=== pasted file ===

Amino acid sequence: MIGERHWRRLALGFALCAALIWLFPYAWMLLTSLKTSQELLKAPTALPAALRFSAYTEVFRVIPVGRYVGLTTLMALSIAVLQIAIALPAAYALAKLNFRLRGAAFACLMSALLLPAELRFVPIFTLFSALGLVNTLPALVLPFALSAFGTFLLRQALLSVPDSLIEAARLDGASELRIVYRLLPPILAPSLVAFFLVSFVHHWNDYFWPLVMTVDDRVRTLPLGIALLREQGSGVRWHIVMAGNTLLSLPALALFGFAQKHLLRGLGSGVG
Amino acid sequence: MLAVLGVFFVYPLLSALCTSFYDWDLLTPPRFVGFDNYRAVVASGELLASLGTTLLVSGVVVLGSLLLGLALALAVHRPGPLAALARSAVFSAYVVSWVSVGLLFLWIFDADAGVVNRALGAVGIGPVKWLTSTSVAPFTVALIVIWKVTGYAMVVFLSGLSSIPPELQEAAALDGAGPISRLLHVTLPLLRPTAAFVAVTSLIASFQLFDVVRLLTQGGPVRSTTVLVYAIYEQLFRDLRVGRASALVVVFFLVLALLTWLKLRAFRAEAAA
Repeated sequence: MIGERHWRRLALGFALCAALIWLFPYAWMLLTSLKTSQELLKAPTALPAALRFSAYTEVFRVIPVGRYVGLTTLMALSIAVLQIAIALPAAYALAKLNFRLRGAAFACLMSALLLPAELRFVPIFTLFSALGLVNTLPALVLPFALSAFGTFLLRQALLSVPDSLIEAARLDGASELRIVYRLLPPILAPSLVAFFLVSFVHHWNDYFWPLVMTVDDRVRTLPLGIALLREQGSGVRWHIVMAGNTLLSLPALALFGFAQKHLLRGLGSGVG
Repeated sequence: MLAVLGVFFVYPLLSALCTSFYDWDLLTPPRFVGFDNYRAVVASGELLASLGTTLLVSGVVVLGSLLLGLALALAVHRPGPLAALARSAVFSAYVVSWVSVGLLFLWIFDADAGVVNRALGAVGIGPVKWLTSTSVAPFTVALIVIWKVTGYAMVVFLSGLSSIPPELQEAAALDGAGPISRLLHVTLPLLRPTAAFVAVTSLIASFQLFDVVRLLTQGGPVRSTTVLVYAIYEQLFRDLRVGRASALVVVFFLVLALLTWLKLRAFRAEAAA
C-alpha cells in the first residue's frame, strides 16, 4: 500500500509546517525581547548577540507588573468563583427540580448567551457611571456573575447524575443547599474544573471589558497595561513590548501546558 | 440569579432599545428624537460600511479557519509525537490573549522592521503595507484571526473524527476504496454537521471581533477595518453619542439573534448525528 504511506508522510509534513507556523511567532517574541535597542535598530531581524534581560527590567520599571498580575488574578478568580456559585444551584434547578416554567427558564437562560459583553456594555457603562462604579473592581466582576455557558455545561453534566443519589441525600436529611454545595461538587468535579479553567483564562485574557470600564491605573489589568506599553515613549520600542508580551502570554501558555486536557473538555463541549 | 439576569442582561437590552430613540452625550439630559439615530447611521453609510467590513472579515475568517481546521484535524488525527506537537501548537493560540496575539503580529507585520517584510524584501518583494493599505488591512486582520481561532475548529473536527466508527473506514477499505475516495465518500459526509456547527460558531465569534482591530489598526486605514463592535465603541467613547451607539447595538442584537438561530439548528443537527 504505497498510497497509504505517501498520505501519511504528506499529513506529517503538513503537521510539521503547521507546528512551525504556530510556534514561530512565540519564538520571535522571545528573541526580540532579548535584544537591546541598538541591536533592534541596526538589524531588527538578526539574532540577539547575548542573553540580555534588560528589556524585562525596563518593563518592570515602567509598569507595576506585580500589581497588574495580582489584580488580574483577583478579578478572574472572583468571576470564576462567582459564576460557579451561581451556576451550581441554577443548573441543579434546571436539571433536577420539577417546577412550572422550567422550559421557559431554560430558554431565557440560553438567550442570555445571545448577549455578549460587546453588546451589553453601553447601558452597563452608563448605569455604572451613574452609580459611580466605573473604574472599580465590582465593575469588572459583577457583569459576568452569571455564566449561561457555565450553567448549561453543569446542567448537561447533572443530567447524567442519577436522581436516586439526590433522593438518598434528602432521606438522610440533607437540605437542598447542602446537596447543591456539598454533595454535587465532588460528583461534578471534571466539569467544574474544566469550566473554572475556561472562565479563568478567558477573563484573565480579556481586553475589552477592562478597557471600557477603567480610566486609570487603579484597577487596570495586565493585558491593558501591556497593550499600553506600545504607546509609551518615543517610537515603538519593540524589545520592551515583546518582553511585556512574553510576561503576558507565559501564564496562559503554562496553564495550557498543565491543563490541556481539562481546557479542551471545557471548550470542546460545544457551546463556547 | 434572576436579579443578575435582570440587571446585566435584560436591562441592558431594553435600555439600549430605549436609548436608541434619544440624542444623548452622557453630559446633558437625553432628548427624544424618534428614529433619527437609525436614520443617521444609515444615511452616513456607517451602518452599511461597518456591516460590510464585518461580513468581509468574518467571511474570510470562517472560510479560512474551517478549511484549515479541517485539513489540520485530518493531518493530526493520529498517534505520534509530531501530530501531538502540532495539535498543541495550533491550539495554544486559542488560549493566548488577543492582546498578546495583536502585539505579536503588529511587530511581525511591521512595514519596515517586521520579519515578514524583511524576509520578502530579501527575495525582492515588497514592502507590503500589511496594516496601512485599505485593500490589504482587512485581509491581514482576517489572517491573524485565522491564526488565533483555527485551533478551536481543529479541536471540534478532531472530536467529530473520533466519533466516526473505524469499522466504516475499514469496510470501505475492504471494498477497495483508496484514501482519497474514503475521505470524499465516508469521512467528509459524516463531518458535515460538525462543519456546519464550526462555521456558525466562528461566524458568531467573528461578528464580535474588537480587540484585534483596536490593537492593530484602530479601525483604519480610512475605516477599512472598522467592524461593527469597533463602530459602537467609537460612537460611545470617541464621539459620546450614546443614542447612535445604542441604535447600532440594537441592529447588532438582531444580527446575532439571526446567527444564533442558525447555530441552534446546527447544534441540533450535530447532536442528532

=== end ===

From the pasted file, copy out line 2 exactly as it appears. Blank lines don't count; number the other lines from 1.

Amino acid sequence: MLAVLGVFFVYPLLSALCTSFYDWDLLTPPRFVGFDNYRAVVASGELLASLGTTLLVSGVVVLGSLLLGLALALAVHRPGPLAALARSAVFSAYVVSWVSVGLLFLWIFDADAGVVNRALGAVGIGPVKWLTSTSVAPFTVALIVIWKVTGYAMVVFLSGLSSIPPELQEAAALDGAGPISRLLHVTLPLLRPTAAFVAVTSLIASFQLFDVVRLLTQGGPVRSTTVLVYAIYEQLFRDLRVGRASALVVVFFLVLALLTWLKLRAFRAEAAA